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Milan Cortina d’Ampezzo Awarded 2026 Winter Olympic and Paralympic Games

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Members of Milan-Cortina delegation celebrate after winning the bid to host the 2026 Winter Olympic Games, during the first day of the 134th Session of the International Olympic Committee, at the SwissTech Convention Centre, in Lausanne, Switzerland, Monday, June 24, 2019. Italy will host the 2026 Olympics in Milan and Cortina d'Ampezzo, taking the Winter Games to the Alpine country for the second time in 20 years. Photo: Philippe Lopez / AP

By Liam Morgan |

Milan Cortina d’Ampezzo has been awarded the 2026 Winter Olympic and Paralympic Games after the Italian bid defeated Swedish rival Stockholm Åre by 13 votes at the International Olympic Committee (IOC) Session here today.

The Italian bid received 47 votes, five more than the majority, while 34 chose Stockholm Åre.

There was one abstention among the 82 voting members.

The Host City Contract was then signed by the IOC and Milan Cortina 2026.

The event in 2026 will be the second Winter Olympics and Paralympics to be held in Italy in the last 20 years after Turin 2006 and the third in total after Cortina played host in 1956.

The Winter Olympic Games in the two Italian cities will take place from February 6 to 22, with the Winter Paralympics following from March 6 to 15.

The announcement was met with euphoric and emotional scenes among the Italian delegation, who celebrated wildly as cries of “Italia” rang around the Session room.

Milan Cortina had emerged as the frontrunner in the build-up to the vote after the report from the IOC Evaluation Commission put its bid ahead of the Swedish candidacy. 

Its stronger Government guarantees also saw it move in front of the bid from Stockholm Åre, which becomes the seventh consecutive Winter Olympic and Paralympic candidature from the country to lose out on the hosting rights for the Games.

Bach admitted Stockholm’s reluctance to sign the Host City Contract may have counted against the joint bid with Åre with the electorate.

The IOC President said the higher levels of public support for the Milan Cortina bid compared with Stockholm Åre – 83 percent to 55 percent in the IOC Evaluation Commission report – were among the reasons the members chose the Italian candidacy.

He also highlighted how Milan Cortina had proposed the use of more existing venues than their Swedish rivals.

“The gap in public support, the 83 to 55 percent, this was for many members a clear signal,” Bach said.

“Public support often goes hand-in-hand with political support and this was maybe the reason why the city of Stockholm was not ready to sign the Host City Contract.

“We can speculate there a long time but it was a great race, a close race and we had two great candidates.”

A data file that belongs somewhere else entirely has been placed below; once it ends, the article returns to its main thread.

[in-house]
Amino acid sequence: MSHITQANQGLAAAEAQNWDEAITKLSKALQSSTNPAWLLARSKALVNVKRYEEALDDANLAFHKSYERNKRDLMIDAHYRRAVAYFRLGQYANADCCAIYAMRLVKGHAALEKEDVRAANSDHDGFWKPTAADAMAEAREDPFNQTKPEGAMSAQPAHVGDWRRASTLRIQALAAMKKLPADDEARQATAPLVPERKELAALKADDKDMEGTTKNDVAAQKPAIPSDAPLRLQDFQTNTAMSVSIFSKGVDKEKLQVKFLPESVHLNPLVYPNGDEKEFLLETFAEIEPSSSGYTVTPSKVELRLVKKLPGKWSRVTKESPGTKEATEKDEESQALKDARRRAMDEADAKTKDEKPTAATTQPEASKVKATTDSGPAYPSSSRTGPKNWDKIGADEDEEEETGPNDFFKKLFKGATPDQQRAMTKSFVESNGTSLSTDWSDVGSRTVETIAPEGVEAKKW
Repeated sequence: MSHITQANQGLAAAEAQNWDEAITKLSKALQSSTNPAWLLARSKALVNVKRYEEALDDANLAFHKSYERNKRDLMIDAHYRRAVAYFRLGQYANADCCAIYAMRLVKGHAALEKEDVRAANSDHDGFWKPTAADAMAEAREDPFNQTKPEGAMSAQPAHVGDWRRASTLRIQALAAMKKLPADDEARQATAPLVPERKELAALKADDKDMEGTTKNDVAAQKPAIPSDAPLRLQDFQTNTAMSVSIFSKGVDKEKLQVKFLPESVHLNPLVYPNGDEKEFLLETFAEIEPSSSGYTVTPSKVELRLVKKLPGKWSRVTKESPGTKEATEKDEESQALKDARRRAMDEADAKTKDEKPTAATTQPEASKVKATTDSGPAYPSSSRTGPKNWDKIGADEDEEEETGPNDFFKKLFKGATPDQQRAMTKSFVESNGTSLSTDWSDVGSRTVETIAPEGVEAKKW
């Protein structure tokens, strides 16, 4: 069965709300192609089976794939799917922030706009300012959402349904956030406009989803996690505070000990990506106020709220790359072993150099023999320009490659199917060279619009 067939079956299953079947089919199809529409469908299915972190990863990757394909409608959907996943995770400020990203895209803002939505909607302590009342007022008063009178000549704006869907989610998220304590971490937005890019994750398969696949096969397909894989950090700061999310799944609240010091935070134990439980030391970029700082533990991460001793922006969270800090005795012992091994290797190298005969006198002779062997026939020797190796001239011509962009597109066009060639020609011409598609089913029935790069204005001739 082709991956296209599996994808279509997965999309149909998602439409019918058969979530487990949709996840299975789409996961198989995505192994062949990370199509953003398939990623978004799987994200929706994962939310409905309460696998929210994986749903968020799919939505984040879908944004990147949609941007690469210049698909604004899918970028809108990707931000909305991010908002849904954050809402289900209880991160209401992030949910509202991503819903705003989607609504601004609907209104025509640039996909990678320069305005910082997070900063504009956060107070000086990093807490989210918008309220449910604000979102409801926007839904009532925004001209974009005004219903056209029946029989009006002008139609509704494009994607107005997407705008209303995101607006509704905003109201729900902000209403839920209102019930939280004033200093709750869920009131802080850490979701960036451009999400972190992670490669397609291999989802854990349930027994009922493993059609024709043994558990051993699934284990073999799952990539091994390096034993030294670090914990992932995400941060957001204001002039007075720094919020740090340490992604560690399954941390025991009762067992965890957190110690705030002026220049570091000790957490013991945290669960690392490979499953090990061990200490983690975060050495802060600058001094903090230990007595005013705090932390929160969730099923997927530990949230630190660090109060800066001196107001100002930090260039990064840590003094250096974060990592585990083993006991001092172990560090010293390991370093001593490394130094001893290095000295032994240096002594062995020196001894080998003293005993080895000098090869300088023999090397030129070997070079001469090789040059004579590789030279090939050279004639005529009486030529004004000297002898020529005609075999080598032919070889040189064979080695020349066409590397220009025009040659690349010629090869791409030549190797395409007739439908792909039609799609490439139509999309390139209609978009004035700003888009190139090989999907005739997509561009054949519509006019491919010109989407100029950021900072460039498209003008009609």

IOC member Gunilla Lindberg, part of the Stockholm Åre team, had challenged the members by telling them the vote was the “chance to prove that the New Norm was not just talk” by voting for the Swedish bid.

In response, Bach claimed Milan Cortina’s victory was proof the IOC was “walking the walk”.

“Today’s election was a clear indication that this new approach to elect a host city, the more targeted and direct one, can address some of the issues,” Bach added.

“I would like to congratulate Milan Cortina for this victory, which for the IOC is a great day.

“The candidature of Milan and Cortina stood out with 93 per cent existing venues.

“The IOC will contribute $925 million to help facilitate preparations and will be an important part of a great partnership.

“With this enthusiasm and support of the Italians, the foundations are laid for fantastic preparations.

“This is not only a victory for Milan Cortina, but a victory for Italian sports fans.”

Italian Prime Minister Giuseppe Conte, who was at the Session to promote the Milan Cortina bid but left before the result, said he was “proud of this great achievement”.

“Italy has won: an entire country that has worked together and compact with the ambition to realise and offer the world a memorable sporting event,” he said.

The vote ended a tepid campaign bereft of the usual hype and interest as the IOC attempts to reform its troubled bidding process.

Milan Cortina and Stockholm Åre were the only survivors from a race littered with withdrawals.

Bids from Calgary, Sion in Switzerland and Innsbruck in Austria were all scuppered by referendum defeats, while Erzurum in Turkey was culled by the IOC Executive Board in October.

Milan Cortina 2026 will still have questions to answer despite their victory as the Evaluation Commission raised several issues with their plans, including a proposal to revamp the Eugenio Monti Sliding Centre, closed since 2008, instead of using an existing venue elsewhere in Europe.

Having separate men’s and women’s Alpine skiing venues, in Bormio and Cortina, was among the other issues raised by the commission, while fresh concerns over the fragility of the Italian economy were raised this week.

Bid officials have promised to address the concerns and insisted Italy’s delicate financial situation would not hamper their preparations.

Republished with permission from insidethegames.biz.

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